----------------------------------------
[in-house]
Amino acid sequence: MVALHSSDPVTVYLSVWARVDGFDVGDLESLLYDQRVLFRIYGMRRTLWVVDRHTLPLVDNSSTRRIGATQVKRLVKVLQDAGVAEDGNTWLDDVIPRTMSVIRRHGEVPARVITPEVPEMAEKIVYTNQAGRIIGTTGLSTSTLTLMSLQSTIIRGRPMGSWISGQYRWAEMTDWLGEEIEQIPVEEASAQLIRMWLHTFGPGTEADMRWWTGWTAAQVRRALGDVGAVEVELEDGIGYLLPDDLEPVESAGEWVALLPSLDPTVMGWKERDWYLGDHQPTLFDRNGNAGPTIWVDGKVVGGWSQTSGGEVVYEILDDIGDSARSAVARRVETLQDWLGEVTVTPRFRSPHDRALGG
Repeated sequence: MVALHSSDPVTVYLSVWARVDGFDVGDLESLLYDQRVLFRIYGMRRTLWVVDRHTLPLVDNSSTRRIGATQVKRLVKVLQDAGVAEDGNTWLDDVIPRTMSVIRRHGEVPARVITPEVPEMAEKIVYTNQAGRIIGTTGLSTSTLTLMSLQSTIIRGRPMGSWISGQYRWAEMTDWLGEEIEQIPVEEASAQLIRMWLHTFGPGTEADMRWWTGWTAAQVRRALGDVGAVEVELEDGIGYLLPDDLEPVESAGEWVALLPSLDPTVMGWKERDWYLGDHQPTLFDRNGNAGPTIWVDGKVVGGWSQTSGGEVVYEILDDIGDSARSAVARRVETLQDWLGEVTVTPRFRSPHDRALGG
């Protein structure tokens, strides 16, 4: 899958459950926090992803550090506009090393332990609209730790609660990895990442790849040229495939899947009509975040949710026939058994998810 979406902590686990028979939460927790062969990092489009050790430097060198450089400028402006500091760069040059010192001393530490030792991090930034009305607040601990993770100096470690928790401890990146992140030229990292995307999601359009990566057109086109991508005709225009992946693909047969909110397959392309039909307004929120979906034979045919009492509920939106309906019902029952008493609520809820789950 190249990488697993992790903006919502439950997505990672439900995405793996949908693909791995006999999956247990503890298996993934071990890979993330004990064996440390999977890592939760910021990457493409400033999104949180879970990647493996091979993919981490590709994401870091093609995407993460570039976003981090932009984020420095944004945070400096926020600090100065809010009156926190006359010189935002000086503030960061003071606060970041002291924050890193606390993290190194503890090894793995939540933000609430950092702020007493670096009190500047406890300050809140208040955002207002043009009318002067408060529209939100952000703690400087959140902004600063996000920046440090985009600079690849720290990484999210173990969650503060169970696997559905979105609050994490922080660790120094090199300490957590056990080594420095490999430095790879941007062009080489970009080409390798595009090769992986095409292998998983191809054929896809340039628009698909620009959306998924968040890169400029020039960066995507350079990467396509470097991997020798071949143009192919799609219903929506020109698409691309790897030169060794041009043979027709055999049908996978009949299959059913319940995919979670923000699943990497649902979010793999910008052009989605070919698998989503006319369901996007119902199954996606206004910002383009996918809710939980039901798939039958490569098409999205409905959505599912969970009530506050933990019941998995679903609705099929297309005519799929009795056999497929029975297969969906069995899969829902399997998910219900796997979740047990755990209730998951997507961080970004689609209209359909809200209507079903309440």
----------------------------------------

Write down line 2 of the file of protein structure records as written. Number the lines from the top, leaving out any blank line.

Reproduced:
Amino acid sequence: MVALHSSDPVTVYLSVWARVDGFDVGDLESLLYDQRVLFRIYGMRRTLWVVDRHTLPLVDNSSTRRIGATQVKRLVKVLQDAGVAEDGNTWLDDVIPRTMSVIRRHGEVPARVITPEVPEMAEKIVYTNQAGRIIGTTGLSTSTLTLMSLQSTIIRGRPMGSWISGQYRWAEMTDWLGEEIEQIPVEEASAQLIRMWLHTFGPGTEADMRWWTGWTAAQVRRALGDVGAVEVELEDGIGYLLPDDLEPVESAGEWVALLPSLDPTVMGWKERDWYLGDHQPTLFDRNGNAGPTIWVDGKVVGGWSQTSGGEVVYEILDDIGDSARSAVARRVETLQDWLGEVTVTPRFRSPHDRALGG